Hunt also said he was frustrated that the current-gen console held back the full, immersive experience of the game available on other systems.

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Brandon Hill, another UMCP Gaming Club member and sophomore mechanical engineering major, bought Cyberpunk 2077 on his PC two weeks after its release, during finals. Hill said he wasn’t worried about the game’s troubled development because he trusted CD Projekt Red as a developer. Besides, its competitor on open world role-playing games, Bethesda Softworks, is known for releasing essentially unfinished games full of issues and still receiving positive reviews.

“I personally love the game,” Hill said. “I think its writing is fantastic, the world’s fantastic. The gameplay is really good for an open world game. Graphics are stellar of course. I don’t really have any complaints.”

Hill said he enjoyed a version of the game with few issues on his PC, but he recognized why CD Projekt Red felt it necessary to offer refunds. Though Bethesda’s reputation lies broken due to their past shoddy work, CD Projekt Red is working to maintain its solid reputation by taking full responsibility for Cyberpunk 2077’s shortcomings.

After his two playthroughs, he realized only a few choices really affected the story in the end. Still, he said the game has high replay value due to the branching quests that offer different interactions with in-game characters.

UMCP Gaming Club member Bivek Neupane, who graduated from this university in 2020, got the game on PC about two days after its release date, though he wasn’t daunted by early reviews.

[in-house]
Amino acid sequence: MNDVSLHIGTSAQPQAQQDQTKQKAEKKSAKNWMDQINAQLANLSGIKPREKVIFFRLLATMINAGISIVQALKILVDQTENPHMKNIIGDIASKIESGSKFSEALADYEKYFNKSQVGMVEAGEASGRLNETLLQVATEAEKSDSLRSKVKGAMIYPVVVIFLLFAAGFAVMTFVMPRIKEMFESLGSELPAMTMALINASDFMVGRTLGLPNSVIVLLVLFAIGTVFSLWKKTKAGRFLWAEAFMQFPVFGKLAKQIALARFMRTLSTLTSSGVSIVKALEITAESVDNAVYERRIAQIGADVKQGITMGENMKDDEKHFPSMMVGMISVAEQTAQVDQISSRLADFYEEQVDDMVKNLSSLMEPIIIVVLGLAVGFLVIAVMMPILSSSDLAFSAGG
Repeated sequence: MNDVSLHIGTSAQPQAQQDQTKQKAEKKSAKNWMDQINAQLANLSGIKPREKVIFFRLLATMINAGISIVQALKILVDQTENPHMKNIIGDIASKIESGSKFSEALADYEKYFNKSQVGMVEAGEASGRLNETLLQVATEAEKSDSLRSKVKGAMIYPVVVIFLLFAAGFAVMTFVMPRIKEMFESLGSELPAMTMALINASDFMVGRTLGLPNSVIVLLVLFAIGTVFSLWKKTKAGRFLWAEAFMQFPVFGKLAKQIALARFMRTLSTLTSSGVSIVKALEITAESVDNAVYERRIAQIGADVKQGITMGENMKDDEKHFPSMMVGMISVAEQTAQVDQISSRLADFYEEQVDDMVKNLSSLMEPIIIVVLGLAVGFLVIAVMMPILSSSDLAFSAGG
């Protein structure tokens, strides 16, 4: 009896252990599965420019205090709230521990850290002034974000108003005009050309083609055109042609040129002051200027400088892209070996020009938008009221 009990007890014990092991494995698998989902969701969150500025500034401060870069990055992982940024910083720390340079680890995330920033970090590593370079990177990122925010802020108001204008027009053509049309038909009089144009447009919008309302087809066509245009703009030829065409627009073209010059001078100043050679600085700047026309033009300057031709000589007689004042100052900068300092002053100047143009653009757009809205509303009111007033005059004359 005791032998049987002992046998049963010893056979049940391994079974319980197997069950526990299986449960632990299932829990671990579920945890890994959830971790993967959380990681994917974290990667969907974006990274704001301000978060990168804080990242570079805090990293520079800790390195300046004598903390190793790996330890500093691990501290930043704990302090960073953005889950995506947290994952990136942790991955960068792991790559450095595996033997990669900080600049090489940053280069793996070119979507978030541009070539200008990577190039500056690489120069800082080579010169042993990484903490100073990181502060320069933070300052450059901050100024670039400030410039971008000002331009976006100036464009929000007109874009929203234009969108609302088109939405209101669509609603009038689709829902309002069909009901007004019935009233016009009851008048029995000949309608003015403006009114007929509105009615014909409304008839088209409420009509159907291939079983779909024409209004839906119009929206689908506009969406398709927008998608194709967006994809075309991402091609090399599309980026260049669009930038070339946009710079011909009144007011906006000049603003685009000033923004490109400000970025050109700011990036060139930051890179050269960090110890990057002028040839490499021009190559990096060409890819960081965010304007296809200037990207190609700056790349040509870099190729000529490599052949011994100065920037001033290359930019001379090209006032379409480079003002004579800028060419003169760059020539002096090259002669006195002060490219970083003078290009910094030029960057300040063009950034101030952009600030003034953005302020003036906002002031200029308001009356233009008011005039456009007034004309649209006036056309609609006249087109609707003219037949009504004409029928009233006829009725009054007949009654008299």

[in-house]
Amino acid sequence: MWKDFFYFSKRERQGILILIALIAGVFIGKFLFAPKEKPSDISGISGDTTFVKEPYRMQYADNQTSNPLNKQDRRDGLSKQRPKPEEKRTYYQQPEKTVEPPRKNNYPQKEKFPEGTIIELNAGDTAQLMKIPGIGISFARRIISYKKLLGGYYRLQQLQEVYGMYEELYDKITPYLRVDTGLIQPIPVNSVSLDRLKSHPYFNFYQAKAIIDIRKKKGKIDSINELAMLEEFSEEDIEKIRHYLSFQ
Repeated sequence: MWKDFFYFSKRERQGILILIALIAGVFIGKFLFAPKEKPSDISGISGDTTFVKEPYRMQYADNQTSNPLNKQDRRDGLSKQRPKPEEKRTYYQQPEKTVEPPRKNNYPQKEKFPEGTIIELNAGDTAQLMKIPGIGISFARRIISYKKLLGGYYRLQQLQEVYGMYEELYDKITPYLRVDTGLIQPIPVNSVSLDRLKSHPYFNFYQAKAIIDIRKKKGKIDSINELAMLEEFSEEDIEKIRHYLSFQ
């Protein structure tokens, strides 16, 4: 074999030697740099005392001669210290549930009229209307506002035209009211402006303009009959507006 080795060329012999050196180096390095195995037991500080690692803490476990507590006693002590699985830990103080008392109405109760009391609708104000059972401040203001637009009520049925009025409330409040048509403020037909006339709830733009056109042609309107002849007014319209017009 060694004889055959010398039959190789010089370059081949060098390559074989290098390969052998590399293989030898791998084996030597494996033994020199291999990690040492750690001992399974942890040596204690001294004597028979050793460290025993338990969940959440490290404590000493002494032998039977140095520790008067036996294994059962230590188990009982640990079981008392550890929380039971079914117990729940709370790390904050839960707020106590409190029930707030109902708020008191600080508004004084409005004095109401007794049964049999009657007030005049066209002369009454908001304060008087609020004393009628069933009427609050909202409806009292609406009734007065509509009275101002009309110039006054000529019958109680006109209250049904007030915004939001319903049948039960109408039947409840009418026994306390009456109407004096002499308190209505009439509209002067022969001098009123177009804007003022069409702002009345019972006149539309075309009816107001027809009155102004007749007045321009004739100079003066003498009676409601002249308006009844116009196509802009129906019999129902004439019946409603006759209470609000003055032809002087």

“I feel the gaming community is pretty melodramatic,” he said. “There’s a lot of hype. It didn’t really affect my opinion too much.”

Neupane praised the game, although he recognized the main story was on the shorter side and some aspects weren’t completely polished. The world building is immersive and V’s life in Night City feels realistic for the universe offered in Cyberpunk 2077. There’s replay value in not just the varied narratives based on player choices but also in play-styles, Neupane said. Players can use guns, blades, hacking skills or even a limited form of pacifism to navigate through in-game combat.

“I didn’t face any troubles, but if I was playing it on an older-generation Xbox and I was so hyped to play this game and it’s just not optimized to run on my machine, I’d feel pretty bad that I spent 60 bucks,” he said.

Though it undeniably has its issues, Cyberpunk 2077 delivers a truly enjoyable experience on next-gen systems and PC. Players say the story is compelling and player choice is emphasized, although there is room for improvement. It may not be worth your money if you want to play on older generation consoles, at least until the developer significantly updates the game.

It’s also important to note that while CD Projekt Red has worked to remove bugs, they’ve also removed a certain mod from the game involving a certain … risque version of Keanu Reeves.